Wow, that is a question and a half and the gut reaction, I think any self-respecting person to this question, would answer is “NO!”, but let’s dive into it a little more.
First, let’s put some context to a possible scenario for you separated parents out there. The relationship ends, for whatever reason, and you both part ways. In a normal relationship, you may never speak to your ex-partner ever again but when children are involved, it is another story. For the children, you have to be involved with each others lives and rightly so, making the best out of a difficult situation for the benefit of your children.
Sadly, sometimes there is a parent who can deny access and stop the other parent seeing the children. Sadly though, this is mainly Mum’s blocking access.
Legal tip It is the right of the child to have both parents in their lives.
This is where it gets hard and let’s try to help with some assumptions. Let’s assume:
- There are no safeguarding issues
- There are no legal reasons as to why you should be denied access
- You’ve no medical reasons to not see your children
- You have been denied ALL access by your ex-partner
So, we’ve established some context and you are deciding to fight for all your worth to establish contact with your children again. You give it your all. This is what I have done, I’ve given it my all and been tested emotionally the whole way through. Often, I’ve thought to myself “what if I gave up?”. So when, if ever, does it become OK to stop fighting?
Fighting for my little man has taught me valuable lessons and I suppose, my ex partner has done me a favour in a backward way by enabling me to learn new limits about myself. I have been pushed to the edge with domestic violence and been kept on the edge for months with worry and upset. I’ve had accusations thrown at me that would have ramifications for my friends and my boss’es company if they were true. I am however, coming through the other side, fortunately for myself and my son. There are however, Dad’s out there who are not in such a “fortunate” position (and I use that word very loosely), there are Dad’s out there who have felt they have fought so hard and have felt to give up fighting. Or where the children have been taken to another country by the ex-partner (we will get a guest blog post done on this).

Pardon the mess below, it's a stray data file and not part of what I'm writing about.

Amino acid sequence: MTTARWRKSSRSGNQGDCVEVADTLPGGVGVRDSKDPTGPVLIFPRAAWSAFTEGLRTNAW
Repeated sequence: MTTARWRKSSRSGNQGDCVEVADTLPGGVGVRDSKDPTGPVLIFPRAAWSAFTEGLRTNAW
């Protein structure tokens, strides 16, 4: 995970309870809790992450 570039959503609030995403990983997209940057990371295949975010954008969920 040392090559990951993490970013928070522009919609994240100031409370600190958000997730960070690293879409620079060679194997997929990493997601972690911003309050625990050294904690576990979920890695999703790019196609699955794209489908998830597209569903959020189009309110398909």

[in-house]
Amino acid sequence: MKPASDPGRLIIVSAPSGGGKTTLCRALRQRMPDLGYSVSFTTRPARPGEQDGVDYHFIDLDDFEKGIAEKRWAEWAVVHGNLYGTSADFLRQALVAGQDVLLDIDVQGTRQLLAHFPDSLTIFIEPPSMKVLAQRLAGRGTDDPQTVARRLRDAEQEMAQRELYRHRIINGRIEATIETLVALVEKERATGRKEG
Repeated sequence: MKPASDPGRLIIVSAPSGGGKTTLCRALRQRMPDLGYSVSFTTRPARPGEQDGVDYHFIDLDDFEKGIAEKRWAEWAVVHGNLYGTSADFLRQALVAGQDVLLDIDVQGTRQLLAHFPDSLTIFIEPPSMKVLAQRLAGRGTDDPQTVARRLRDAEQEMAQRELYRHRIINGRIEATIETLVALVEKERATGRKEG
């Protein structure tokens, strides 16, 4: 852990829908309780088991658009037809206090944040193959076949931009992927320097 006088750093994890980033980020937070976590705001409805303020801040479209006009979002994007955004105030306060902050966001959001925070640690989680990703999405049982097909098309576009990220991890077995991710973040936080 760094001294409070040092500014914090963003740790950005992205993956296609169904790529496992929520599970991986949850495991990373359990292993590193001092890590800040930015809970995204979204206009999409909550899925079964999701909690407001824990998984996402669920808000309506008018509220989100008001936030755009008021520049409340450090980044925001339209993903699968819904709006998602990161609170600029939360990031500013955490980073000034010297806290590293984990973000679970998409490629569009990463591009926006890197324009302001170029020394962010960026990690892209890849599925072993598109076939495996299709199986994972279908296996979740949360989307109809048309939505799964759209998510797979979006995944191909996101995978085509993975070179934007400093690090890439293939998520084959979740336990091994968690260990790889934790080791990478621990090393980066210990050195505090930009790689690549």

Fighting for your children is emotionally draining. You can, but not limited to:
- Suffer depression
- Have increased stress levels
- Have massive financial worries from a separation and legal fee’s
- Struggle to sleep
- Have a reduced social circle after a break-up
Any one of these things is difficult enough to deal with, imagine several at the same time. This is normal.
Picture yourself as a glass bottle with all the emotional stress as sand. Everyone is a different size of glass bottle with a different amount of sand being added to it. Normally, you manage to empty some sand from the bottle and the bottle never overflows. In some cases though, during a battle for your children’s rights to see you, you can have far to much sand to go into your bottle and it overflows. If you keep pressing it in, eventually the bottle will break. What do you do before the bottle breaks?
I have written a blog post about how to deal with your emotions when fighting for your children which can help, but sometimes, you just have to walk away. Give up fighting. You have fought and given it more than your all. At this stage, you decide you have to give up for your own sanity. Making this choice is one of the hardest decisions you will have have to make but you feel you have to in order to rebuild your life. From one Dad to another, this is OK.
Just because you decide to give up fighting, it does not mean it is the end. You may decide to move away, rebuild your life and deal with the emotional strain. You may decide that fighting was just to much… at the time. What’s to say that in the future, you may be in a better position financially, emotionally and socially to start the fight again? My advice, put your child first, if it is better for them for you to walk away, do so. It will not be forever and only you can decide if this is the right thing to do for you and your child.
Legal tip You’ve a legal & moral obligation to continue payments for your children & when you start fighting again, these continued payments will look favourable for you along with being able to show your children that you always tried to be there for them.
There are many parents out there that feel they can not fight anymore. No one can judge. But what are your thoughts? Why have you stopped fighting? Comment below.